The whole schedule, the travel, playing three games in three days, a lot of these college players never played midweek games in their career. They never played on Monday, Tuesday nights with not a lot of people watching and having to bring their A game and staying motivated is a whole new experience for them.
It takes time to mesh together as a group. Hopefully we can continue to get better every day and play more consistently as a whole team. Not that we haven't played good hockey. We've had six one-goal games. We've played well. We just haven't found a way to be on the winning end of those games until recently. For young hockey players, that compete level I always talk about has to be there every shift and every night.
How have the first-year pros, players like Mark McNeil, Phillip Danault, Garret Ross, etc., handled that transition this season?
Dent: Everyone develops at a different level. Some come flying out of the gate and taper off. It varies from player to player. It's a whole new experience. The nutritionist comes and educates them, the strength coach and staying on them, off-ice workouts.
It's a whole process. It's not just the on-ice practices and games. Learning to be a pro athlete, trying to become a professional, learning those details and habits and lifestyle you have to have to be successful at this level.
I remember hearing a lot of players at prospect camp saying they wanted to make the Blackhawks this season. Is there a reality check for them?
Dent: I think for a lot of the young players they look at their draft status and where they were drafted as a big thing. The draft gets [them] in the door. Whether you're a second-rounder or a fifth-rounder, you're in the organization now. It's a clean slate for everyone. You have to prove yourself every single day. There's nothing to be given to you just because of your draft status.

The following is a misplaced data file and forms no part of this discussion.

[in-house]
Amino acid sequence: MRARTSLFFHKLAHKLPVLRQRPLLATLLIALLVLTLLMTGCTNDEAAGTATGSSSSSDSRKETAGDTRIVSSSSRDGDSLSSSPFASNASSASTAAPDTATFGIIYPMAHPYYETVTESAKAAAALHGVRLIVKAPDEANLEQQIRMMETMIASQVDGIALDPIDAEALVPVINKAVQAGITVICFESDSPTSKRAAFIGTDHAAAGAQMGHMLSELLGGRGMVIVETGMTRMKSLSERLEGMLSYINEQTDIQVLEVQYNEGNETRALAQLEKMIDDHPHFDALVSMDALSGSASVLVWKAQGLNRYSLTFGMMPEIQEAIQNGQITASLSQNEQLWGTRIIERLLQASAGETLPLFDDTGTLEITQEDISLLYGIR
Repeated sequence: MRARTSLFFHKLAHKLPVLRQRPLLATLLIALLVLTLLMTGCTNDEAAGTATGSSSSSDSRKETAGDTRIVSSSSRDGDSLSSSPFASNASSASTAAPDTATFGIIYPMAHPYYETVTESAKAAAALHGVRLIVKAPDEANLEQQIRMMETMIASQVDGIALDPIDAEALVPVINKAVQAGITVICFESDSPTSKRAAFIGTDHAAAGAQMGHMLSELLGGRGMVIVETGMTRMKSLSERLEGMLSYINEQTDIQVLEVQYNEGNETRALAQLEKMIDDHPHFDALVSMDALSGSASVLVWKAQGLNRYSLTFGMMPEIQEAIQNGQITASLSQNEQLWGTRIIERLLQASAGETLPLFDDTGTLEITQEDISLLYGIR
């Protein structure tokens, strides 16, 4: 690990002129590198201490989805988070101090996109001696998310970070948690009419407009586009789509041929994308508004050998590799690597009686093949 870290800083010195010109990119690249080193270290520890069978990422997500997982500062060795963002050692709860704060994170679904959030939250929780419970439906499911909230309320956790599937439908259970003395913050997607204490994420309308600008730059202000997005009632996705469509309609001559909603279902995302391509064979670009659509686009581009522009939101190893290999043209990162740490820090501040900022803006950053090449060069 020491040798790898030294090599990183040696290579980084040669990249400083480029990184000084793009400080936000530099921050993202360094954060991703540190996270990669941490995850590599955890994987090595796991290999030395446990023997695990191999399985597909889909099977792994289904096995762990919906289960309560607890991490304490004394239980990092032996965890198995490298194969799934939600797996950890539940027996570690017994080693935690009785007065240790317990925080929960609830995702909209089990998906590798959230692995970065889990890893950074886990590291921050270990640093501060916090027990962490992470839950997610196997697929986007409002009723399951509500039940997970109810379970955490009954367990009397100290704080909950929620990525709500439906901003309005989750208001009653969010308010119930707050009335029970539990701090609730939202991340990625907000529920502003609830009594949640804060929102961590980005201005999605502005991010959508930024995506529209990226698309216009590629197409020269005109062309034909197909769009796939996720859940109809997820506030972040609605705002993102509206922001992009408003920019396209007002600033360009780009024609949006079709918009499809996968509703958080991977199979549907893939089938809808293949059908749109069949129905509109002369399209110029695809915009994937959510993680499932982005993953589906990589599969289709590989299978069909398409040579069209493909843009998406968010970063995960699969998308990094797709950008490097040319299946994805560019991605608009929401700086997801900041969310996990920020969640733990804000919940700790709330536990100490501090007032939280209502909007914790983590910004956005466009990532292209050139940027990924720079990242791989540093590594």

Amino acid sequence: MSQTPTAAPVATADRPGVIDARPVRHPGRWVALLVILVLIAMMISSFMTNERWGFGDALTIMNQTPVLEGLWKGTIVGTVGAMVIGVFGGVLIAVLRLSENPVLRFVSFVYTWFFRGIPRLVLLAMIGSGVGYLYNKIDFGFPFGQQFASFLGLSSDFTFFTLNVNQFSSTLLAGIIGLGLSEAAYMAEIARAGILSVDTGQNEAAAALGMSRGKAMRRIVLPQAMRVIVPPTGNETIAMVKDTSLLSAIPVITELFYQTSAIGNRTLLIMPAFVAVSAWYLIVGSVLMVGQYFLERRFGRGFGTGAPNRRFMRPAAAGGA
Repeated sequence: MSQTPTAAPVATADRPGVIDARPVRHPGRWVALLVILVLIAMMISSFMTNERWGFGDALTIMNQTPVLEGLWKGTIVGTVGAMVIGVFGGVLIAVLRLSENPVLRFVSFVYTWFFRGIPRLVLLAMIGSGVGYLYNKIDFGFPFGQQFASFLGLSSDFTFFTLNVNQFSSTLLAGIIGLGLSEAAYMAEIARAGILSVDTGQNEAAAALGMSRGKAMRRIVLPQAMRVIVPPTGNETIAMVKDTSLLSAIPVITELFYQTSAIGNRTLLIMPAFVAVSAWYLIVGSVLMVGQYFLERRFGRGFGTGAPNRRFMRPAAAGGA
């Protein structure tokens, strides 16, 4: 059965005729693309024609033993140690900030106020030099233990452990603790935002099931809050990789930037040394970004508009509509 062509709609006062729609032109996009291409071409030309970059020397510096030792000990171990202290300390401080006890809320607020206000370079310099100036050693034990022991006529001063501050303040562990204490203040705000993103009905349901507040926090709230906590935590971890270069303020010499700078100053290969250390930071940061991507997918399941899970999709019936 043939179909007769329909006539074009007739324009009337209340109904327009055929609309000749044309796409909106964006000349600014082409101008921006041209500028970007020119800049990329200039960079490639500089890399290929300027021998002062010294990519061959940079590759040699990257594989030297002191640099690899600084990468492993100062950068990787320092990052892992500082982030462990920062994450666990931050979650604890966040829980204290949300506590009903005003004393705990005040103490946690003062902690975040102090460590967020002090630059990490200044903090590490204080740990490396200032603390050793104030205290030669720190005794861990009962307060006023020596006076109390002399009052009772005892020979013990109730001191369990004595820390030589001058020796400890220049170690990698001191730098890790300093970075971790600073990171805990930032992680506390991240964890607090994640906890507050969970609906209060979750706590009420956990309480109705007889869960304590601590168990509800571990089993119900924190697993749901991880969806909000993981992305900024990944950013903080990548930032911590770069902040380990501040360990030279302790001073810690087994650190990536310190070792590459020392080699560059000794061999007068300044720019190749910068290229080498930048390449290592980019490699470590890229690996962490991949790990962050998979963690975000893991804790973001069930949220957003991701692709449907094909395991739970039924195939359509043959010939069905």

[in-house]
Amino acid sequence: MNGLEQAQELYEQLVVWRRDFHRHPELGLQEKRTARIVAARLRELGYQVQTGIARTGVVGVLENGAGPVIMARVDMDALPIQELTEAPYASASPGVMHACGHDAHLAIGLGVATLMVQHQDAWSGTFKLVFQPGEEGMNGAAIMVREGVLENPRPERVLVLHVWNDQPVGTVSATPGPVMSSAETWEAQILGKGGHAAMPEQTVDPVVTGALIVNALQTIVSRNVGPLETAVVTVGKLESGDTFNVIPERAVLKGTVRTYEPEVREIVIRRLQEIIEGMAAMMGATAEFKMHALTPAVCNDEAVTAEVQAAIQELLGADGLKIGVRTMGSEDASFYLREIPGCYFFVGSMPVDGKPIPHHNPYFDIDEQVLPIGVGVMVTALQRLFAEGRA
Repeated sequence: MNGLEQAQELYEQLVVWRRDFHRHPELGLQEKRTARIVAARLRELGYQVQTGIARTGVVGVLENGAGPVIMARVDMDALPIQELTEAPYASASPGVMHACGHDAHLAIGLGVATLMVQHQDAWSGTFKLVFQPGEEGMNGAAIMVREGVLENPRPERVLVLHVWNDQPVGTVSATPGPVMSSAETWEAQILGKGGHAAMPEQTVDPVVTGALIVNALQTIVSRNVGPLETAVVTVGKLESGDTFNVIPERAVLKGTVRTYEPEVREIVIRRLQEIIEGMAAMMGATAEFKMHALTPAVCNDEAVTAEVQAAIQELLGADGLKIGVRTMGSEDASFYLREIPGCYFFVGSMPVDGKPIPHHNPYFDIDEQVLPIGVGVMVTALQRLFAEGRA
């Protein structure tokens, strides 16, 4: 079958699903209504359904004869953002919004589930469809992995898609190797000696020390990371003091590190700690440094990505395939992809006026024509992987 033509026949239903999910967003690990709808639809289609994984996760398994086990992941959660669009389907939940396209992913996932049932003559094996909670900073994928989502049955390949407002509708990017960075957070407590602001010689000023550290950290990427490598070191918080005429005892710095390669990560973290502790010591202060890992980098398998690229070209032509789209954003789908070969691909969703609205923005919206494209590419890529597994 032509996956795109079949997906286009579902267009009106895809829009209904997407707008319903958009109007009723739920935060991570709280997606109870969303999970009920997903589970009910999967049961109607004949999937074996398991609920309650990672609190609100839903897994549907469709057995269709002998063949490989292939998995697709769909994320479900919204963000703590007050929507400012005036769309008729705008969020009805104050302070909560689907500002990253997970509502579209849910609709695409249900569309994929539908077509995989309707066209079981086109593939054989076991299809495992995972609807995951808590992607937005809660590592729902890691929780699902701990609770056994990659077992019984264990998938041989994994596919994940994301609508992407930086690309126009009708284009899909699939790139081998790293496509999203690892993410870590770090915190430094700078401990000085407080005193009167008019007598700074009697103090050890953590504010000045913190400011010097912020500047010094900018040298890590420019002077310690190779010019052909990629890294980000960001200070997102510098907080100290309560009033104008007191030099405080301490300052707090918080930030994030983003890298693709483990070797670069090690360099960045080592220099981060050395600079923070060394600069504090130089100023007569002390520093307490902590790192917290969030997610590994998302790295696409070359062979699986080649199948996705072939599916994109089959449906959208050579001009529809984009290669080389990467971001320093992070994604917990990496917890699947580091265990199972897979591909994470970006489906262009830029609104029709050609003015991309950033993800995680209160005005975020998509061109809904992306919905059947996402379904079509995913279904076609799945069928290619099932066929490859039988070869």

An example of that is Andrew Shaw. Coming into Rockford on an American League deal and not an NHL contract, playing hard for us and earning our trust in Rockford, deserving the ice time he got and opening some eyes in the Blackhawks organization. One thing led to another and by the end of the year he's playing for the Blackhawks. That's part of the process -- proving yourself every game down here and getting better and improving your game.
Is it a goal for you to coach in the NHL?
Dent: It's not something I think about a lot. I don't put pressure on myself. It's not something I write on a piece of paper and say this is where I want to be. If it happens, it'd be great for sure. It'd be a dream come true for me, my wife, my family and everyone involved in my hockey career and has been part of my whole life. I'd definitely love to get in the NHL and continue coaching at some point if there's an opportunity.
Do you enjoy the challenge of the IceHogs where the goal is to produce players for the Blackhawks, not necessarily win games?
Dent: It's a challenge at times. We're all competitive and wired to compete and try to win. The players and staff here in Rockford aren't different. It's not the be-all and win-all. The message from management down to us is to make the young players better and get them ready for the NHL. Our team isn't built, we don't sign players to win the Calder Cup. We're a development team trying to get 2-3-4 players ready for the end of the year and get to the Blackhawks. We do the best we can night in and night out. To the start of the year to the finish every year, our teams get better. That's all we can ask for. Try to get better every day and compete.
Has there been anyone who has surprised you with his development this season?
Dent: I think a guy who really has gotten a lot better in a short period of time is Joakim Nordstrom. He's still a first-year pro here. He played a handful of games last year. I think it helped him coming to Rockford, playing 10-12 games to get a taste of what's it's like in the American League. He had an opportunity to train all summer. He went to training camp and made the Blackhawks, which I think surprised a lot of people. He just continues to work. He brings it every day. He can play every forward position with us. I think that's a great asset to have as a coach. I think that gives more coaching options.